Several of our new neighbors are grandparents (like us) who moved to our community to be nearer their adult children and grandchildren.
I asked one couple how they and their adult children were handling this closer proximity. (They live just a few blocks from their two sons and their families.)
“Great!” they replied.
Now this is something, I thought. Usually families co-exist better when separated by distance. How is it that this family is faring so well?
Our new friends explained that the ‘conversation’ or better, the process, started several years earlier with periodic weekend visits to their then newlywed children. Stays of three – four days followed. When one of their kids had a child, the new mother asked her grandmother-in-law to spend a few weeks with her and the new baby to help out.
From time to time conversations would center on ‘what-if’s.’ ‘What if’ we lived closer to you? ‘What if’ we even lived in your city? Fortunately our friends’ jobs allowed them to pick up and move easily.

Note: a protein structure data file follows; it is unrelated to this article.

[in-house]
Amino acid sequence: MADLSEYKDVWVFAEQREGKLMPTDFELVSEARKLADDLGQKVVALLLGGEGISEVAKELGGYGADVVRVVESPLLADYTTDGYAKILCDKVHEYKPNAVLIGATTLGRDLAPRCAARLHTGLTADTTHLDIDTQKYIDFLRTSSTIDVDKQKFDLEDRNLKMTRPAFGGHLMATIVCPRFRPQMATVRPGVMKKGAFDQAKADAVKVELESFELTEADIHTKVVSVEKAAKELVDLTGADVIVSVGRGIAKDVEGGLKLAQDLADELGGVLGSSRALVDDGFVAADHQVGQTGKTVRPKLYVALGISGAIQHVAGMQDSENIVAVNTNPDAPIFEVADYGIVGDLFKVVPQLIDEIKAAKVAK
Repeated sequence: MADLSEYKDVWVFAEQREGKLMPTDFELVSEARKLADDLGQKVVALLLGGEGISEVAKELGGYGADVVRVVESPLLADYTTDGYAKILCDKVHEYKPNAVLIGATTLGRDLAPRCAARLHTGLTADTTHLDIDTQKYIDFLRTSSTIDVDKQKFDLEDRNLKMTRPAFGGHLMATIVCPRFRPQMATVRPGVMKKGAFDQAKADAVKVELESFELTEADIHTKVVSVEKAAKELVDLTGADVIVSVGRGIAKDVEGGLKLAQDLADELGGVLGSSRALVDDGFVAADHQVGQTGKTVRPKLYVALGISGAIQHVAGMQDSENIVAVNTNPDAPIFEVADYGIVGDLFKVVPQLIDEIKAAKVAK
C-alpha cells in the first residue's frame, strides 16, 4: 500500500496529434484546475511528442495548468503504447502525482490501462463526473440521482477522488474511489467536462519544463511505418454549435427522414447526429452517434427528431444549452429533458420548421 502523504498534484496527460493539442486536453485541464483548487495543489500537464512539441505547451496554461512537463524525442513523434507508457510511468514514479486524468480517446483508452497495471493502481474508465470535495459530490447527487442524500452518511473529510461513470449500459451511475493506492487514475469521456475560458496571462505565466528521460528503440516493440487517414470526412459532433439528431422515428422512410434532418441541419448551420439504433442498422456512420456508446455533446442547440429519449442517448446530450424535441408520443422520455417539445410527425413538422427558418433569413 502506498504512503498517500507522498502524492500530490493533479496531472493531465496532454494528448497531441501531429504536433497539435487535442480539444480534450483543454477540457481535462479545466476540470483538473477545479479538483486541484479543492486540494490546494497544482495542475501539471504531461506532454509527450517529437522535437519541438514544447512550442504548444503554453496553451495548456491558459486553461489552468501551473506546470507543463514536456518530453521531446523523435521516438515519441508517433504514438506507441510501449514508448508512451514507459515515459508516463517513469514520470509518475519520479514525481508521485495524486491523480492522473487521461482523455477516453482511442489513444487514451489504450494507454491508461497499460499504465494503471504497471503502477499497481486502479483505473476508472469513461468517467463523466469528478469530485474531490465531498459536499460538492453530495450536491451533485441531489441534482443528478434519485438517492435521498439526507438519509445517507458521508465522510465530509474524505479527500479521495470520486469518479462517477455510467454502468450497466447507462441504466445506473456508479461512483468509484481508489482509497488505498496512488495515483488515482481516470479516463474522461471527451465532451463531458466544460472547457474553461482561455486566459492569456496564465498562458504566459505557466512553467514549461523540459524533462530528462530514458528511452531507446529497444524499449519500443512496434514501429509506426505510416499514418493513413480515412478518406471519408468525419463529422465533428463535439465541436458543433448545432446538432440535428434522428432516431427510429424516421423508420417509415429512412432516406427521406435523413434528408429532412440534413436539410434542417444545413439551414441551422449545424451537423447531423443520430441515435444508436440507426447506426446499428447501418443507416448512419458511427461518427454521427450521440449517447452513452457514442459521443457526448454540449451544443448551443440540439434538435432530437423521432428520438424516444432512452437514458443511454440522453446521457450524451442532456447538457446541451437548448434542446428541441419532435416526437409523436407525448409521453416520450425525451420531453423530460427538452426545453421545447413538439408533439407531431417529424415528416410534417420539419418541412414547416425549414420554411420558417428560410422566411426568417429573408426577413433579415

One son, however, initially worried that moving closer might result in their parents becoming a “burden on them.” Our friends thought that their son meant that he and his wife would have to be their parents’ caregivers. On the contrary, their son meant a social burden. He was concerned that he and his wife would feel obliged to keep their parents entertained and make sure they were occupied with things to do. Our friends quickly disabused their children of that. They told them they looked forward to making new friends on their own and establishing their own social life.
Open, candid conversations like that – over a period of a few years – increased everyone’s comfort zone and made the eventual move much easier.
What impressed me most is that their relatively painless relocation resulted from an open and candid relationship between parents and children thoughout the family’s formative years.
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